Traumatic adrenal haemorrhage in children.
ABSTRACT Adrenal injuries following blunt abdominal trauma is uncommon. Recent increased detection of traumatic adrenal haemorrhage (TAH) prompted this study.
Cases were identified from retrospective search of the trauma and medical imaging database for the period 1998-2004. Medical records were reviewed and data analysed to identify mechanism of injury, imaging findings, associated injuries, presence of hypotension, length of stay and follow up.
Eleven children were identified with TAH. Right adrenal was commonly injured. Motor vehicle injury was the commonest mechanism. All injuries were identified on initial computed tomography, and all but one had associated abdominal injuries. There were no deaths. Ultrasound showed resolution within 3 months in six patients.
TAH is an uncommon injury that is rarely isolated. Although initial diagnosis is made on computed tomography, ultrasound appears adequate for follow up. TAH appears to be an incidental finding that resolves on follow-up imaging.
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ABSTRACT: Adrenal hemorrhage (AH) was identified in 1% of 313 children admitted to the trauma unit with abdominal or thoracoabdominal blunt trauma within a 10-year period (1989-1999). Ultrasound examination was useful as a first diagnostic measure in stable children, but computed tomography (CT) is considered to be a better diagnostic tool. Associated visceral injury is common, and liver trauma was present in all 3 cases. Lesions are mainly right-sided, but left-sided or bilateral injuries have also been reported. A few cases are only recognized during surgery or necropsy. Lower-chest injury was seen in one-half of the cases and can result in severe morbidity. AH should not be considered rare, and the widespread use of CT proves that it is a strong indicator of associated visceral injury.Pediatric Surgery International 02/2000; 16(8):586-8. · 1.22 Impact Factor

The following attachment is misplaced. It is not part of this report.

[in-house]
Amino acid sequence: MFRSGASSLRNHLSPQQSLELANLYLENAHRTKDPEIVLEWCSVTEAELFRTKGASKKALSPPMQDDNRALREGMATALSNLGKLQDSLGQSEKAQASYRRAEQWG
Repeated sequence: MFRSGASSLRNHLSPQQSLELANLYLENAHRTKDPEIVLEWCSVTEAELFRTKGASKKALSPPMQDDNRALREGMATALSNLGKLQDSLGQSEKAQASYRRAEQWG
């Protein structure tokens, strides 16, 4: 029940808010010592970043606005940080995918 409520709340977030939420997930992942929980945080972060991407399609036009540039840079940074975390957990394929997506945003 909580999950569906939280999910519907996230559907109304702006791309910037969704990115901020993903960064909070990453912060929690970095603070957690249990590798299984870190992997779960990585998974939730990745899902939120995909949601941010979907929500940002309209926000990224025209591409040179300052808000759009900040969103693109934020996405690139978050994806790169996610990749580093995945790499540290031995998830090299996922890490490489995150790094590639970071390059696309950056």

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ABSTRACT: Four patients with traumatic hemorrhage in the right adrenal gland were examined with computed tomography (CT) and ultrasound (US) (initial US studies in three patients; follow-up study at least 1 month after the trauma in all patients). CT showed an enlarged inhomogeneous gland of normal to increased attenuation. This finding was associated with stranding of the periadrenal fat and stranding of the subcutaneous fat of the right flank, which corresponded to the site of trauma. US showed an enlarged, hyperechoic mass with a bright central echo that became cystic on follow-up examinations. Magnetic resonance imaging, performed in one patient, showed an enlarged gland that was isointense with liver on T1-weighted images and had increased signal intensity on T2-weighted images. Stranding of the periadrenal and subcutaneous fat of the right flank was present on T2-weighted images and appeared as streaky areas of increased signal intensity.Radiology 01/1989; 169(3):701-3. · 6.34 Impact Factor
Article: Traumatic adrenal injuries.[show abstract] [hide abstract]
ABSTRACT: We determined the prevalence, management and general prognosis of blunt isolated and nonisolated adrenal injuries in a pediatric population. We analyzed trauma data from a pediatric institution for the period 1991 to 1998 to identify patients with blunt traumatic adrenal injuries diagnosed by computerized tomography. We then performed a detailed chart review to obtain data on the presence of concomitant intra-abdominal and extra-abdominal injuries, transfusion requirements, intensive care unit monitoring requirements, hospital course and the presence of followup studies. Among 9,199 pediatric trauma cases we identified 20 adrenal injuries (0.22%), of which 15 (75%) were nonisolated and 5 (25%) were isolated. The right adrenal gland was injured in 17 (85%) of the 20 patients. In the 15 nonisolated adrenal injuries concomitant injury to the liver (13 cases, 87%) and ipsilateral kidney (8 cases, 53%) were most common. Three (60%) of the 5 patients with isolated adrenal injury required transfusion for adrenal hemorrhage. No patient required intensive care unit monitoring or operative intervention. Only 2 (10%) of the 20 patients underwent followup computerized tomography, both of whom had resolution of the adrenal injury. In the pediatric population blunt adrenal injuries are rare and typically present as part of a multiorgan trauma. The right adrenal gland is more likely to be injured, with liver trauma as the most commonly associated injury, followed by ipsilateral renal injury. Although there is a possibility of significant adrenal hemorrhage requiring transfusion, adrenal trauma is typically self-limited and does not require intensive care monitoring or operative intervention.The Journal of Urology 05/2005; 173(4):1330-1. · 3.70 Impact Factor